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E.g., 11/18/2017
E.g., 11/18/2017
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  • photograph of miniature crime scene by Frances Glessner Lee
Your search has returned 89 articles:
  • Feature

    Wanted: Crime-solving bacteria and body odor

    Forensic biologist Silvana Tridico was puzzled by pubic hair.

    Specifically, pubic hair samples donated by two volunteers.

    She had just finished analyzing the bacteria stuck to the hair of seven people. If each hair sample carried unique mixes of bacteria, Tridico reasoned, investigators might have a new tool to help identify crime suspects. Hair bacteria, like fingerprints, could...

    08/26/2015 - 14:32 Chemistry, Microbiology, Technology
  • Feature

    The Power of D

    A nutritional supplement that is free of charge, offers a wide range of health benefits and poses little risk sounds like fodder for a late-night TV commercial. But proponents of vitamin D are increasingly convinced that the sunshine vitamin delivers the goods, no strings attached.

    It offers a safe route to better health, these advocates say, by...

    07/01/2011 - 12:45 Body & Brain
  • Feature

    Big Fishing Yields Small Fish

    Sharks, billfish, cod, tuna and other fish-eating fish — the sea’s equivalents to lions on the Serengeti — dominated the marine world as recently as four decades ago. They culled sick, lame and old animals and kept populations of marine herbivores in check, preventing marine analogs of antelopes from overgrazing their environment.

    But the reign of large predators now...

    03/25/2011 - 11:51
  • Feature

    Lettuce Liability

    Little more than a year ago, supermarkets from coast to coast stripped fresh spinach from produce aisles as a food-poisoning outbreak swept the nation. From mid-August through September 2006, virulent bacterial infections sickened at least 204 spinach consumers. Five died and 30 others suffered acute kidney failure.

    Among more than 3,500 genetically unique...

    12/03/2007 - 19:41 Agriculture
  • News

    Salmonella seeks sweets

    Salmonella enterica, a major food-poisoning germ, can enter the tissues of fresh lettuce where no amount of surface washing will evict it. The scientists who reported that finding earlier this year now think that they've gotten to the root of the issue.

    To model salmonella soil contamination from livestock wastes, the researchers seeded sterile manure with one of three toxic strains of...

    11/07/2007 - 10:28 Nutrition
  • News

    Crystal matchmaker

    Having evolved from mathematical playthings to curiosities of physics, the structures known as quasicrystals could become great tools for the electronics industry.

    Like crystals, quasicrystals are built from units of atoms arranged in an orderly fashion. But, unlike crystals, quasicrystals have building blocks that interlock in a pattern that doesn't repeat at regular intervals (SN: 10/...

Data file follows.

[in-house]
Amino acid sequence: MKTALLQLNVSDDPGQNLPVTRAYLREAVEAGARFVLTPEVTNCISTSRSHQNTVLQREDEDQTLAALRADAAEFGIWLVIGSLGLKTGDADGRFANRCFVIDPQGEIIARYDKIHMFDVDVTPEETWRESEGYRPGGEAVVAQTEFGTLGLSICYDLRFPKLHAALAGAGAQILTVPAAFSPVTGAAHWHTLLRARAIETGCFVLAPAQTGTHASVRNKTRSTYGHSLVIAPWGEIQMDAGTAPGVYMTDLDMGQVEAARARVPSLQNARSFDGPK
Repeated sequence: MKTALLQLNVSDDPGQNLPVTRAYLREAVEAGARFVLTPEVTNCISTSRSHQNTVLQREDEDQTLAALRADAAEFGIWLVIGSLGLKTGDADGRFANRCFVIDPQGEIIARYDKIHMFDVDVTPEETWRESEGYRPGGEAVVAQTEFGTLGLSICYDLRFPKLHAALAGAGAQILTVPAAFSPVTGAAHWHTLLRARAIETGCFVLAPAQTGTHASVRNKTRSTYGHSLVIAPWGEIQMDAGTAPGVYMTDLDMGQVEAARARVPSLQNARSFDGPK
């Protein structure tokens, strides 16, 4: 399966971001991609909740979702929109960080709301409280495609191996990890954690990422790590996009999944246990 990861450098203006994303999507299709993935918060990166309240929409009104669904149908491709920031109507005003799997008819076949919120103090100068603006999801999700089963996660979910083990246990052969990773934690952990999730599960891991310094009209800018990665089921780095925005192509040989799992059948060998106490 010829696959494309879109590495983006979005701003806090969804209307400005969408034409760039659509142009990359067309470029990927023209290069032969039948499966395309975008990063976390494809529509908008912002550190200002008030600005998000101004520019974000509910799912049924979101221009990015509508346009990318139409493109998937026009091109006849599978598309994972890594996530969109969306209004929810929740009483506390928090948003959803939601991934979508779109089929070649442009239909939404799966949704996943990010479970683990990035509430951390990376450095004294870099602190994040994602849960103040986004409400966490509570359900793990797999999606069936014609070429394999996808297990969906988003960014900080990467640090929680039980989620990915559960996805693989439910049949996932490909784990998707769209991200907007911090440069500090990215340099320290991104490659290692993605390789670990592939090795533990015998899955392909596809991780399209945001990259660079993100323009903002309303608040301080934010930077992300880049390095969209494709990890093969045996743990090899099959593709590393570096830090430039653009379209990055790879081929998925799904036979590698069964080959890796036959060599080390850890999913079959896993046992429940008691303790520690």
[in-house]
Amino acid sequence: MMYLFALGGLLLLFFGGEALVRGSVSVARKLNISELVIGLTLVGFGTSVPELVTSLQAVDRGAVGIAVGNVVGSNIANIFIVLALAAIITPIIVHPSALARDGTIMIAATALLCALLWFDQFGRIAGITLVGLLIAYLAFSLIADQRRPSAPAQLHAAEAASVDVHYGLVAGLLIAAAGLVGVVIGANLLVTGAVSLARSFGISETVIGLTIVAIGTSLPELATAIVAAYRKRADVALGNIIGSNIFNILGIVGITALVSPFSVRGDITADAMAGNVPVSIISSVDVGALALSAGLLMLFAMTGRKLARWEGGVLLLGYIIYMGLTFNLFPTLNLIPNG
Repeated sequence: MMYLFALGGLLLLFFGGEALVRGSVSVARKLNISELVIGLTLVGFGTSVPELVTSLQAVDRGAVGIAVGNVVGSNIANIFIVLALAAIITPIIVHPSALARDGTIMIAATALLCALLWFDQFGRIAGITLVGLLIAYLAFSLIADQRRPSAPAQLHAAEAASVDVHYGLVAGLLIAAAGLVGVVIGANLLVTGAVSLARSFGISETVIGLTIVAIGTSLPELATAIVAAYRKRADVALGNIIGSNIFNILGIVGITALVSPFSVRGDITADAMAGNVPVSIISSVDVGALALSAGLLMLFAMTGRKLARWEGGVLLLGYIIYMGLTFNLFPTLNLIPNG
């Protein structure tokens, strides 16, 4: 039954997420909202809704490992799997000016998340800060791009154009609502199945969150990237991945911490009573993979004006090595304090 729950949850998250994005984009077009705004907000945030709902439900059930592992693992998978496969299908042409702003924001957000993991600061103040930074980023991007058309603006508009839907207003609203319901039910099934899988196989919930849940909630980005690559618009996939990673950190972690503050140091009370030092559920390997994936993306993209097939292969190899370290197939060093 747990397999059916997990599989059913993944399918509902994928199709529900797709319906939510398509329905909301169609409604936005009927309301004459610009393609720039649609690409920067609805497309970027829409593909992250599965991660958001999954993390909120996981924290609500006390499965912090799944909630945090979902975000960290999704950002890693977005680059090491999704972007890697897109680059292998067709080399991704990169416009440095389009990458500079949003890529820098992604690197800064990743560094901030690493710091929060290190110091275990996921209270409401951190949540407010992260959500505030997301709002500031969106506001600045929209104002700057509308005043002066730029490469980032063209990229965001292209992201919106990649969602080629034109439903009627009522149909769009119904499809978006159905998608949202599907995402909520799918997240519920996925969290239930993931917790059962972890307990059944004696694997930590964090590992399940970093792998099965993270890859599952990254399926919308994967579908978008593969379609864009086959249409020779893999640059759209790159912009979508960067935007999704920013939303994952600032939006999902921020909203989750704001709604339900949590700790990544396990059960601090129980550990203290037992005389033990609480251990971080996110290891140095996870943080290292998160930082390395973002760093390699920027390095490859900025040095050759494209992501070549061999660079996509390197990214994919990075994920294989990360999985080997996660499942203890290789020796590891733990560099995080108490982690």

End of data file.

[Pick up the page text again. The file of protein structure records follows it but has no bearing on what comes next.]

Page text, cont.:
07/18/2007 - 12:34 Materials
  • Food for Thought

    Now This Is Depressing . . .

    People who increased their fish consumption to brighten their outlook on life may want to consider alternative strategies. A new review of published studies on the effects of long-chain omega-3 fats—the type found in fish oils—finds "little support" that they "improve depressed mood." However, that's no reason to give up eating fish. Their fats have been linked to a host of health benefits,...

    12/20/2006 - 16:59 Nutrition
  • Feature

    Dashing Rogues

    In February 1933, the Navy tanker USS Ramapo was steaming its way from the Philippines to San Diego in the midst of an exceptionally strong storm. The 146-meter-long ship was buffeted by near-hurricane–force winds. Early on the morning of Feb. 7, a wave far larger than the others surrounding the ship overtook the Ramapo from behind.

    As the stern of the ship dropped...

    11/13/2006 - 09:18 Earth
  • News

    Are pollutants shrinking polar bear gonads?

    The more polluted a polar bear's fat, the more likely its reproductive organs will be undersize, scientists find.

    They collected gonads from 55 male and 44 female bears killed legally by subsistence hunters in east Greenland. The scientists then tested the bears' fat for pollutants that might affect sex hormones.

    Especially in immature males, testis length diminished with...

    09/05/2006 - 00:59 Earth & Environment
  • Food for Thought

    Another Way Men and Women Differ

    At least until menopause, women face a lower risk than men do of artery-clogging heart disease. Michigan scientists now turn up one potential reason: before menopause, one of the avenues for clearing meal-derived fats from the blood operates better in women than in men of the same age. This makes the fat less available to the plaque-forming cells in women's arterial walls.

    ...

    08/30/2006 - 16:24 Nutrition